July 30th, 1985: Today it starts. Dave and I enter that special alternative reality that is alpinism. We leave our glacier camp at first light. The lower section of the face is mixed snow and rock climbing. We make good time moving together with heavy packs slowing us down on the steeper parts. Above us is the first rock band of vertical grey limestong, very compact with straight and clean crack systems. Which one to take? We finally decide on a corner crack that looks drier than most.
After donning his rock shoes, Dave starts up. He is wearing luminescent pink socks for the route – all hes lacking to make this look like a crag climb is candy striped tights and a chalk bag. As if the mountain can read my thoughts it releases a volley of rockfall to remind me that we are on a large Alpine face. The sun catches the upper face for several hours each day the danger from falling rock is extreme. The steepness of the band we are on protects us from direct hits, but I am still scared shitless.
Dave takes a hanging belay when the rope runs out and starts hauling his pack. Due to the steepness the jugging is strenuous and I’m glad to finally get to the belay. How was it? I ask. Five-ten man, he replies. This would be the standard answer for the next four days whenever I question the rating of a pitch. Only the suffix ‘a’ to ‘d’ would change sometimes.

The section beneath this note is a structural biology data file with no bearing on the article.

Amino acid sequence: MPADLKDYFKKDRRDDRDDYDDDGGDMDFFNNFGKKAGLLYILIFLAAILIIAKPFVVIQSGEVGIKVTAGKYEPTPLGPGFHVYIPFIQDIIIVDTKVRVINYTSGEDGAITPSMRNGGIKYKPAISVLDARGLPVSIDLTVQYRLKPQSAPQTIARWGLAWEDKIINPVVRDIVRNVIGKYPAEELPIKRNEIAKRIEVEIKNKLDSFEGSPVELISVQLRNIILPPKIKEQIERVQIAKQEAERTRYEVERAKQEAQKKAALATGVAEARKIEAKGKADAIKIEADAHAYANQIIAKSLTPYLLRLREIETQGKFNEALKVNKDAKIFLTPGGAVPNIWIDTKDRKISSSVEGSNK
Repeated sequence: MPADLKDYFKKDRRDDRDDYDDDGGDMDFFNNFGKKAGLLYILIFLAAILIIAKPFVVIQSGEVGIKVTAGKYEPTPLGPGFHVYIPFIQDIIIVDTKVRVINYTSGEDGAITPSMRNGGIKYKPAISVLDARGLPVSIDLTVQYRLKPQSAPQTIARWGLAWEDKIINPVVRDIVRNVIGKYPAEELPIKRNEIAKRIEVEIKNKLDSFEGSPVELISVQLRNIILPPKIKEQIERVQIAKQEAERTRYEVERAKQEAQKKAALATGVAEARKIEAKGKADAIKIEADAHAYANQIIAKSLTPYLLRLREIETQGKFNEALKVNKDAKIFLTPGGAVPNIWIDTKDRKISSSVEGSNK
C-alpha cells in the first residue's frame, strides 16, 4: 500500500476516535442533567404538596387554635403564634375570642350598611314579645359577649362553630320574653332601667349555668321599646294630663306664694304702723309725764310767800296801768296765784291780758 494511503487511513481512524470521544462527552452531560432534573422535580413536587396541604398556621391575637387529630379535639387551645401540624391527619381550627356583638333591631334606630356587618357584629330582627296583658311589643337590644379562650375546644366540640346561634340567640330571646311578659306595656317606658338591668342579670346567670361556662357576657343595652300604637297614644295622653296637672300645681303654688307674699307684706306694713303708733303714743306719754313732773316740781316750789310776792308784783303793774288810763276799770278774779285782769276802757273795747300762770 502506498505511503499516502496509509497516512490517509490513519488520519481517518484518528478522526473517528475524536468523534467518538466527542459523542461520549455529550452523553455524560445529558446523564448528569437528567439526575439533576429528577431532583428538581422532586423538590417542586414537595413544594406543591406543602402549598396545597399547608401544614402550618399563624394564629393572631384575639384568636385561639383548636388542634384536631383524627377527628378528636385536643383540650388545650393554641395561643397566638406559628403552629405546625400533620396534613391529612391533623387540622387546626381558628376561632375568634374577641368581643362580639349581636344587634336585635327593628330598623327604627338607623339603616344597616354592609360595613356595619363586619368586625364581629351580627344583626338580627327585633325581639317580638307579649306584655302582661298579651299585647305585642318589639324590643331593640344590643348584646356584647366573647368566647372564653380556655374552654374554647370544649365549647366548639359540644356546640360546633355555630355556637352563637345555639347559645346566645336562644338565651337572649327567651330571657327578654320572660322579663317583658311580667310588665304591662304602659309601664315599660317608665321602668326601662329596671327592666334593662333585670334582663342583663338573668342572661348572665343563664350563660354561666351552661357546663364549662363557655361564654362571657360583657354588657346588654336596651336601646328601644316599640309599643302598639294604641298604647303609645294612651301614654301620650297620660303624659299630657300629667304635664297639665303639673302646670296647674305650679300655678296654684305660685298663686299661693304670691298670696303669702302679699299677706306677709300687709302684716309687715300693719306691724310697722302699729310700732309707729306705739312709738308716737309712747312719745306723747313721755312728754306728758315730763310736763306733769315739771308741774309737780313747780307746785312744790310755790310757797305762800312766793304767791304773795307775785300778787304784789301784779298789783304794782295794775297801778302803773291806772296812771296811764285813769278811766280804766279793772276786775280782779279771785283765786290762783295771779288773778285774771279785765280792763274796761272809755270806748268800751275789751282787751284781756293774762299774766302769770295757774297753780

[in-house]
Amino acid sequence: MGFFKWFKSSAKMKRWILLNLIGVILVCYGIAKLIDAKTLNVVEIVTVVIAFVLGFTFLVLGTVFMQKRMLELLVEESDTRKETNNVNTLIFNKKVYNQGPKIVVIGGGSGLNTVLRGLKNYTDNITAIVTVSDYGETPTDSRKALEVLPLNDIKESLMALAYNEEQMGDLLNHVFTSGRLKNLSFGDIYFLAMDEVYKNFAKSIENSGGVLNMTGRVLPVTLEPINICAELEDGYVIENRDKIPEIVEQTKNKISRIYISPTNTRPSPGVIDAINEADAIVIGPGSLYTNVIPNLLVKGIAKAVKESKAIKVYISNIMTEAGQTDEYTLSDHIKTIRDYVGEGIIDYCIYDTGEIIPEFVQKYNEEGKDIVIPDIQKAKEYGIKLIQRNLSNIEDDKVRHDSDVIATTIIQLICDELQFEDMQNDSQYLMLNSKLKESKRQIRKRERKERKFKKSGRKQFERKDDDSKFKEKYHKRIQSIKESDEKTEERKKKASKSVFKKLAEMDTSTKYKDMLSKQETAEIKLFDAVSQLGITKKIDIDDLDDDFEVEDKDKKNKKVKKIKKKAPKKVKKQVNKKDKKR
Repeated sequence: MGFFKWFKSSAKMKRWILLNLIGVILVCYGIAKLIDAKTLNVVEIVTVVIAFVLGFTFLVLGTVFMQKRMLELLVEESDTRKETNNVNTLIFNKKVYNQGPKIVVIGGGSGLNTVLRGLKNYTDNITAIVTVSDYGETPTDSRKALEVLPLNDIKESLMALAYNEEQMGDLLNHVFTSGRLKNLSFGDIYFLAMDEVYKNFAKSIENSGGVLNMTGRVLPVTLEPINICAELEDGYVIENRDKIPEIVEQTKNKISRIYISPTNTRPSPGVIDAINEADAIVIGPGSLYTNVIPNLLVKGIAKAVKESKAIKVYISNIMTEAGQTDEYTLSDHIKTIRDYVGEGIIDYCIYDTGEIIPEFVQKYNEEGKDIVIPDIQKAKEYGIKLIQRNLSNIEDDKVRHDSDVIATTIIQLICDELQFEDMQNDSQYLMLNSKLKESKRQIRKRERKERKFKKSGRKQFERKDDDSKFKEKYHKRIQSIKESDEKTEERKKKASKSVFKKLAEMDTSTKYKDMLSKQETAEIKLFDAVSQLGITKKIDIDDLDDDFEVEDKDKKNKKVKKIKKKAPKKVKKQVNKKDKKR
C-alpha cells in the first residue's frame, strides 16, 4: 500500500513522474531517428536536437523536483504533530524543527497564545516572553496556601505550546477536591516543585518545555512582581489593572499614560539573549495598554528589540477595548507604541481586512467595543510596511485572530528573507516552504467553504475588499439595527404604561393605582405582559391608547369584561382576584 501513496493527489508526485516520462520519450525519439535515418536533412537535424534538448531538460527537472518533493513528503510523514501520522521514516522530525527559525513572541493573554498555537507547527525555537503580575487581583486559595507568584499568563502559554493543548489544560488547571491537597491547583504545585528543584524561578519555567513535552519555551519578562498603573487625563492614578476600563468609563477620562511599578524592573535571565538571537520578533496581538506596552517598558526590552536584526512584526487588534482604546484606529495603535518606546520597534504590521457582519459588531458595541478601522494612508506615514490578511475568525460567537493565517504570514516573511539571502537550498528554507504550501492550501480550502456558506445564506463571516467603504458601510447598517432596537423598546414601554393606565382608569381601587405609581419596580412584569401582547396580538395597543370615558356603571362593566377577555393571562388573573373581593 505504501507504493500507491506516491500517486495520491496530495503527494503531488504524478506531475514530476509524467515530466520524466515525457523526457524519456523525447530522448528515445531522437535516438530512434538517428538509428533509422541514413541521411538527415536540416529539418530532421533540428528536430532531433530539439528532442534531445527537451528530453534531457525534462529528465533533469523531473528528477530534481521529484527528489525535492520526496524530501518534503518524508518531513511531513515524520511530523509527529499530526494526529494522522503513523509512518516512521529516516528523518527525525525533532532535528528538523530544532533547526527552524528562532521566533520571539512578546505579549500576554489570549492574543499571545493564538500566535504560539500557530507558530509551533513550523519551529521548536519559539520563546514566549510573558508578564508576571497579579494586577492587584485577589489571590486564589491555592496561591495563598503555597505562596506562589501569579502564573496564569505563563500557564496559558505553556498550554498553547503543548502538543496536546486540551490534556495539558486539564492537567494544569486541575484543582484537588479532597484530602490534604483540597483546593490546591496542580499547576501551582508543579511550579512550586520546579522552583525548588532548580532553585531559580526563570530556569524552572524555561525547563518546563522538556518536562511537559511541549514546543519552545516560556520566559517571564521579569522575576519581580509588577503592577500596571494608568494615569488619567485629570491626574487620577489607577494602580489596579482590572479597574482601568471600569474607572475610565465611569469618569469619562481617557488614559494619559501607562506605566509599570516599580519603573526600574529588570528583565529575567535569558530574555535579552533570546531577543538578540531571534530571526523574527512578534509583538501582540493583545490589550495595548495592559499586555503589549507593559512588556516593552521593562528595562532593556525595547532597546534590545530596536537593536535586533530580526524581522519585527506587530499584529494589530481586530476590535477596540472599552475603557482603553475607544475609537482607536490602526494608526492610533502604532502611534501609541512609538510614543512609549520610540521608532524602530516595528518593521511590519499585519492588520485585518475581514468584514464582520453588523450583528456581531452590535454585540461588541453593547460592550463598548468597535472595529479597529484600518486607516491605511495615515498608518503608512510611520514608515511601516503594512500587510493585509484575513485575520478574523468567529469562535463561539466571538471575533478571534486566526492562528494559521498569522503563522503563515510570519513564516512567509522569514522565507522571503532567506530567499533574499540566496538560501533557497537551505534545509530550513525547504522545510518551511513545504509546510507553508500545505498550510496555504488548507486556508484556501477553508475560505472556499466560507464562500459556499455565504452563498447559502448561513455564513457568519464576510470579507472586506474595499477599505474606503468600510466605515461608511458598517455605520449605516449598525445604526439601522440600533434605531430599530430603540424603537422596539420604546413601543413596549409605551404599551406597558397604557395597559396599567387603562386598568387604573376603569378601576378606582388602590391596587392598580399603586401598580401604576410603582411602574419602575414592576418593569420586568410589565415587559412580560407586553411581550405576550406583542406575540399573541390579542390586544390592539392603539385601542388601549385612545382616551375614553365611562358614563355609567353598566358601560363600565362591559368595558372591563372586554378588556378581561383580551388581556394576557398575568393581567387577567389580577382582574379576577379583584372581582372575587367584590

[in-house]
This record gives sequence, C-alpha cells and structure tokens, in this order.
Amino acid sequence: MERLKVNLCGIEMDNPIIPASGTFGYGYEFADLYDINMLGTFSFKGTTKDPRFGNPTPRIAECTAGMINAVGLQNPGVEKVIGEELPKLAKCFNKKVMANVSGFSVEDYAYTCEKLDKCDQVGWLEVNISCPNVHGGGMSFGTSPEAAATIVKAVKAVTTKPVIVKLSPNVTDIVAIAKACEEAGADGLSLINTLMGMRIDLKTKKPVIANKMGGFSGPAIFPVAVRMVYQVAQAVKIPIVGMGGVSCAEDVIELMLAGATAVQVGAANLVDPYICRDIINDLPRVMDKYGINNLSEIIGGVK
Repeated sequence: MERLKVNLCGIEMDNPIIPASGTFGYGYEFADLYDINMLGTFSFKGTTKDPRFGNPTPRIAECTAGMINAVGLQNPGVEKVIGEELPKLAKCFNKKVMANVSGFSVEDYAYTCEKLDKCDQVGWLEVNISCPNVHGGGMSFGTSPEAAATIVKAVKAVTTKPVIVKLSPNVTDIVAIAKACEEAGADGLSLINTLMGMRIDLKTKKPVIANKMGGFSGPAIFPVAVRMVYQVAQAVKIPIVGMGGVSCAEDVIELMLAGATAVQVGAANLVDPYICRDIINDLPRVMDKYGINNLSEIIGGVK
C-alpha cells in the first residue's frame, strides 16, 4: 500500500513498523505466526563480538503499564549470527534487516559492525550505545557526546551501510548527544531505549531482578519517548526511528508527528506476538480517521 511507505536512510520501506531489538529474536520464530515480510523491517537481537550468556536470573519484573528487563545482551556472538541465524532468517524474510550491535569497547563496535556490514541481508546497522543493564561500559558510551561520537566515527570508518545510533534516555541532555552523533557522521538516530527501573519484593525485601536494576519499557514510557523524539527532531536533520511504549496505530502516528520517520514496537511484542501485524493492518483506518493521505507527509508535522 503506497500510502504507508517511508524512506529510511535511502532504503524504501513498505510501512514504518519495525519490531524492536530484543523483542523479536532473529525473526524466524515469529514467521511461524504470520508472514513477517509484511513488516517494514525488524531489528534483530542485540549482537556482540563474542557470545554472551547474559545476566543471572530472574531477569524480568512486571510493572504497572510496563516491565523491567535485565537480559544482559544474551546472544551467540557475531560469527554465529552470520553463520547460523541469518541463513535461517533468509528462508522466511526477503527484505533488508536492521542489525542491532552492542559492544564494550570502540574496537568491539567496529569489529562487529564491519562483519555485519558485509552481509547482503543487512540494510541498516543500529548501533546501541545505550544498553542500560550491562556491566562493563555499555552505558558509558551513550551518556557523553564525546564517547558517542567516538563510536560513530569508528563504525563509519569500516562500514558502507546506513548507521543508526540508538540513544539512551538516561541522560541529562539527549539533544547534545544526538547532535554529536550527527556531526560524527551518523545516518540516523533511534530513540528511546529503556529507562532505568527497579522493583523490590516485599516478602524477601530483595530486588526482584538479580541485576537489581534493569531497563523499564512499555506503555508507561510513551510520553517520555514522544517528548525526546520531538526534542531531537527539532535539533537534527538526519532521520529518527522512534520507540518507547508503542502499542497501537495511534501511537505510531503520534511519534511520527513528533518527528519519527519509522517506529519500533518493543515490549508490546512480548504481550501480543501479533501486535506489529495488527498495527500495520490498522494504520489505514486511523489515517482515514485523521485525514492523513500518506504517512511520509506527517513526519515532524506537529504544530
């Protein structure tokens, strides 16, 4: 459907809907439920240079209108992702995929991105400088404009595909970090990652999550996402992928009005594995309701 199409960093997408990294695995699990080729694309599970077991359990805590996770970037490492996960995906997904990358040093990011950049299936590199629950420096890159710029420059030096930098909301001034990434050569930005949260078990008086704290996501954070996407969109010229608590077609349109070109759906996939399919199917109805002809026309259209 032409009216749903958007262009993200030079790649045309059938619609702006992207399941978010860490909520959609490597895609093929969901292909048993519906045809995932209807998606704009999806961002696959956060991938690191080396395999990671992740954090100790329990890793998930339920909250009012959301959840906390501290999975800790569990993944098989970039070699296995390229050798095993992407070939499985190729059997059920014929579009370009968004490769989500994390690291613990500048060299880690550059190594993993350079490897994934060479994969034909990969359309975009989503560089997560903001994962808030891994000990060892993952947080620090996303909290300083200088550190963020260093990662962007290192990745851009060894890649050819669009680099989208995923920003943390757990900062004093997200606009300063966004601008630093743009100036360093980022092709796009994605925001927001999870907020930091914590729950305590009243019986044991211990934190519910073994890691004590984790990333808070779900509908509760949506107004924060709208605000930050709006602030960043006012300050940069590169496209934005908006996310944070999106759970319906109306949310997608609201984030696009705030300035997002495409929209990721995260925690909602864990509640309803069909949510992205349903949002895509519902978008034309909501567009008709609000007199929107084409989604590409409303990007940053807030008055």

Soon we are up the first band and I take over for the final section to rock that leads up to the lower snowfield. There is less protection from falling rock up here, so we wasted no time moving up ever easier ground to eventually run across the snow to below the next steep rock. Fourth class traversing left leads to the base of the pillar that will be our route for the next few thousand feet. Dave leads a pitch up the pillar, I run out the rope once more and its time to bivi.
“We dig a nice platform for our bivi tent on the edge of the bergshrund. After a hot stew for dinner, sleep comes easily on flat ground. During the night only a few pebbles dribble onto the top of the tent to remind us that we are on a mountain wall.’” –George Lowe, AAJ 1975
Cheesmond: Our first night on the face is spent level with the hanging glacier in the centre of the face to our left. Brewing up we discuss the incredible coincidence that has another party on the Lowe/Jones routes at the same time as we are trying our new one. All day we have been able to shout across and hear answering calls. It makes a pleasant change from the constant hum and whir of falling rocks.
During the night we are treated to a regular symphony of crashing ice as the seracs on Mount Stutfield calve. Each time I wake in a sweat thinking the mountain is collapsing on top of us.